Bad Gay: Episode 5

Photo courtesy of BigStock/PavelMuravev
Photo courtesy of BigStock/PavelMuravev

I’m writing this on the second anniversary of the worst day of my life. By sad serendipity, the worst day of my life happens to fall on the 30th anniversary of the other worst day of my life—the day my younger brother died.  

I can’t give you many details about the most recent worst day of my life. All I can tell you is that unlike the sudden death of my brother, this fresher disaster was one of my own making. For a year following this very bad day, I feared I’d never recover from it. Now, two years past the trauma, it’s a distant memory. 

This morning, I tried to summon the bottomless panic, despair, shame and guilt I felt during that terrible time two years ago. But all I feel is empathy for the person who suffered so mightily as the result of her own stupidity. It seems as if all that horribleness happened to a completely different person. And that’s because—in many ways—I am a different person.

In the depths of my despair, my self-loathing was off the charts. Today, I only want to hug that desperate, troubled person and tell her that everything will turn out alright. Because it has. 

Before you start suspecting that I murdered someone or caused another person incredible harm, it was nothing that dramatic. Rather it was the result of an act of run-of-the-mill self-destruction that—in retrospect—was nothing to lose my mind over. 

If I’m not going to give you the juicy details and leverage my misery for its entertainment value, why am I confessing this to you? I’m sharing it because I feel so incredibly fortunate on this dark anniversary and maybe my experience will help you navigate troubled waters when you hit them.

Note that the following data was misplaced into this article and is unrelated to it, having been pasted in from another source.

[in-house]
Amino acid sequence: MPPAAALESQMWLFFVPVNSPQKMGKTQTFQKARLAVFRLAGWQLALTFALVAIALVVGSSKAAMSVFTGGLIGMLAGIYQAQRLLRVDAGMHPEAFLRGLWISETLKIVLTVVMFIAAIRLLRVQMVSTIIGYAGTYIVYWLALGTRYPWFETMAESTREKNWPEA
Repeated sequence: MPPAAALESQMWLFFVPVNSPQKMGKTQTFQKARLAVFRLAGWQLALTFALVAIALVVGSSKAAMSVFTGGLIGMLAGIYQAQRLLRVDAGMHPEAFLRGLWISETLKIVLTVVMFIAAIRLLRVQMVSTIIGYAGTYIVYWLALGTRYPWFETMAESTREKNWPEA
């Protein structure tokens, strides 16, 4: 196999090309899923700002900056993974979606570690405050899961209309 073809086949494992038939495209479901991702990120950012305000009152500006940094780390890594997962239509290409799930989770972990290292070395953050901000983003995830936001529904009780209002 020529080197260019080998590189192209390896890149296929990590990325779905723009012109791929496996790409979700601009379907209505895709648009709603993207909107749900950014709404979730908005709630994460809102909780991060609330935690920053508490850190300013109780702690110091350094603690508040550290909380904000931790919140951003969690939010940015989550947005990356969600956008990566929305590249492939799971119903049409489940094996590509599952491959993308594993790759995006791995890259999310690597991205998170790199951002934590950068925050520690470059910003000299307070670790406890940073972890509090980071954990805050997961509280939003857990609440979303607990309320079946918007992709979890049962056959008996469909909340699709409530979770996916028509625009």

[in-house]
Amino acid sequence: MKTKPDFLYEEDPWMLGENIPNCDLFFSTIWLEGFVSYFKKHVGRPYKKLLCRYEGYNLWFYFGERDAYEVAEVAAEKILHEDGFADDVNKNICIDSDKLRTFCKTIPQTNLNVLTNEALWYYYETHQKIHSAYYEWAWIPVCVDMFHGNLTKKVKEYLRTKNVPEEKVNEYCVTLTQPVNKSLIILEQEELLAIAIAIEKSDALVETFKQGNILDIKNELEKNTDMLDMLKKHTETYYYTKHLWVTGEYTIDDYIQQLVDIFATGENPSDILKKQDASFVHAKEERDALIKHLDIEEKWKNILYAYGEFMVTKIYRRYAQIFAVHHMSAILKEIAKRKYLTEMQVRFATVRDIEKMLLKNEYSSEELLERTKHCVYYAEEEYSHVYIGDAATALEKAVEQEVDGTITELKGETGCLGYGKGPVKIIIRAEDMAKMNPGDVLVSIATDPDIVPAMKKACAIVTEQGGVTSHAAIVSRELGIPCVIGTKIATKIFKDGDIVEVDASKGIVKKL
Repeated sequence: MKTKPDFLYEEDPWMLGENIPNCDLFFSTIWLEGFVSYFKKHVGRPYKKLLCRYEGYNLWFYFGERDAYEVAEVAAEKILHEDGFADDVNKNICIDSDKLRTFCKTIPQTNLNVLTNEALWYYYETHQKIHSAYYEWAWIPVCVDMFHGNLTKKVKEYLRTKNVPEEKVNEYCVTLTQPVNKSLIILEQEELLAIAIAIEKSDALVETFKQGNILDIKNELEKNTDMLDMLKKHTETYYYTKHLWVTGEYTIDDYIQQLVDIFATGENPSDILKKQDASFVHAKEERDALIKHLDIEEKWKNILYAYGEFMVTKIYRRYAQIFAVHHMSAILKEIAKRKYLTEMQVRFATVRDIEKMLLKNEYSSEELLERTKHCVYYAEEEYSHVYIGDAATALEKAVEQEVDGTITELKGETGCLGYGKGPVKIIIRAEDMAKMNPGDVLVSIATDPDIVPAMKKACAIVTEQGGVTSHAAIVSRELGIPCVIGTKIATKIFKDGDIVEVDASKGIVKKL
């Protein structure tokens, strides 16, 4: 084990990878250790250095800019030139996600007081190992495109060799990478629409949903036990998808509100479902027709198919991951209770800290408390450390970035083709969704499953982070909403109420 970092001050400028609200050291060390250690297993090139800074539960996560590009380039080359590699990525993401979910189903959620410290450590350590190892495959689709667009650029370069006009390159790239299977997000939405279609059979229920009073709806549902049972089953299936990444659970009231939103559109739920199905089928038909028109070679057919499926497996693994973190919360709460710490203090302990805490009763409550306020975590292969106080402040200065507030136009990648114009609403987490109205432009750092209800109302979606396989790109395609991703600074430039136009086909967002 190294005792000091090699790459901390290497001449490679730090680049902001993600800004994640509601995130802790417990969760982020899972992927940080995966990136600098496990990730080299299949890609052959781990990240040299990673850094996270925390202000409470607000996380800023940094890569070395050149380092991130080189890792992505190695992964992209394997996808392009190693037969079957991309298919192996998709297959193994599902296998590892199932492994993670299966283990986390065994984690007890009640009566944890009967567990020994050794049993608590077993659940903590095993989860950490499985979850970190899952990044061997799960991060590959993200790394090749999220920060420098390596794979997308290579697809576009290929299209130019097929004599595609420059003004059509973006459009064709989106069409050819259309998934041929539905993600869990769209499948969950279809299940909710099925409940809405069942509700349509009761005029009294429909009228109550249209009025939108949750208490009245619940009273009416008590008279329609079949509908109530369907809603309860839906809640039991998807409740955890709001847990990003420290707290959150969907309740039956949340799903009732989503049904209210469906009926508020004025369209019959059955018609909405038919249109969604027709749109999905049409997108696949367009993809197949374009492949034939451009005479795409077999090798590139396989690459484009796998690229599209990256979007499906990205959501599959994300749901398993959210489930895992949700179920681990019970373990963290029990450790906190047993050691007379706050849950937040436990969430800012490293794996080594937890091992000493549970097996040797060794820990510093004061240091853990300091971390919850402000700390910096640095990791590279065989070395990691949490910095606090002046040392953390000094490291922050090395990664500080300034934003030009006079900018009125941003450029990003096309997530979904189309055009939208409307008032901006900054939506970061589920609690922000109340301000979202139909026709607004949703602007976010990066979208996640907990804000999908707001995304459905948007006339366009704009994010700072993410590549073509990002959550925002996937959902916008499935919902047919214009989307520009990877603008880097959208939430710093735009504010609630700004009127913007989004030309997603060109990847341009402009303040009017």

Although the circumstances of the two worst days of my life were very different—the death of my brother caused by circumstances beyond my control and the other trauma caused by my own poor judgement—I felt the same depth of grief and hopelessness in their aftermath. I couldn’t imagine a time when I’d ever experience joy or lightness again. 

Yet, today, on the anniversary of those two terrible events that brought my soul to its knees, I merrily played with my dogs at the park, gossiped with a colleague about a minor work drama, and sweet-talked a contractor into speeding up a construction project on my house. 

My point is: no matter how bleak things seem in the moment, there is always a path out of despair. You just must soldier through and tolerate the pain until you see a glimmer of light. And then follow that light until it leads you to hope and repair.

The first spark of recovery from my brother’s death happened about three months after he died. A friend insisted I see Sister Act with her. Going to a comedy was the last thing I want to do, but my friend hauled me into the theater. Before long, I was engrossed in the movie. I’ll never forget the unbelievable release I felt when I laughed at whatever nonsense was happening on the screen. I knew then that I’d find my way out of my grief.

Recovering from my self-destruction was trickier. I first had to do the very grueling work of figuring out what was at the root of that self-harm and how to fix myself. It was hard! But when there is a serious flaw in a foundation, you’ve got to lay a new one to rebuild a solid structure. A scaffolding of therapy and medication helped me climb out of my hole.

Two years ago today, I was considering jumping off a bridge. I had the bridge picked out. Instead, I called my best friend—the same friend who dragged me to a Whoopi Goldberg movie after my brother died. She told me I was going to be okay. And she was right.

I drove over that bridge on my way to work today and wrapped the memory of my terrified former self in love and forgiveness as I crossed it.

If you ever find yourself in a very bad place, reach out to someone—a friend, a doctor, a help line. They’ll tell you that you’re going to be okay. Sometimes, that’s all you need to hear until it really is okay.

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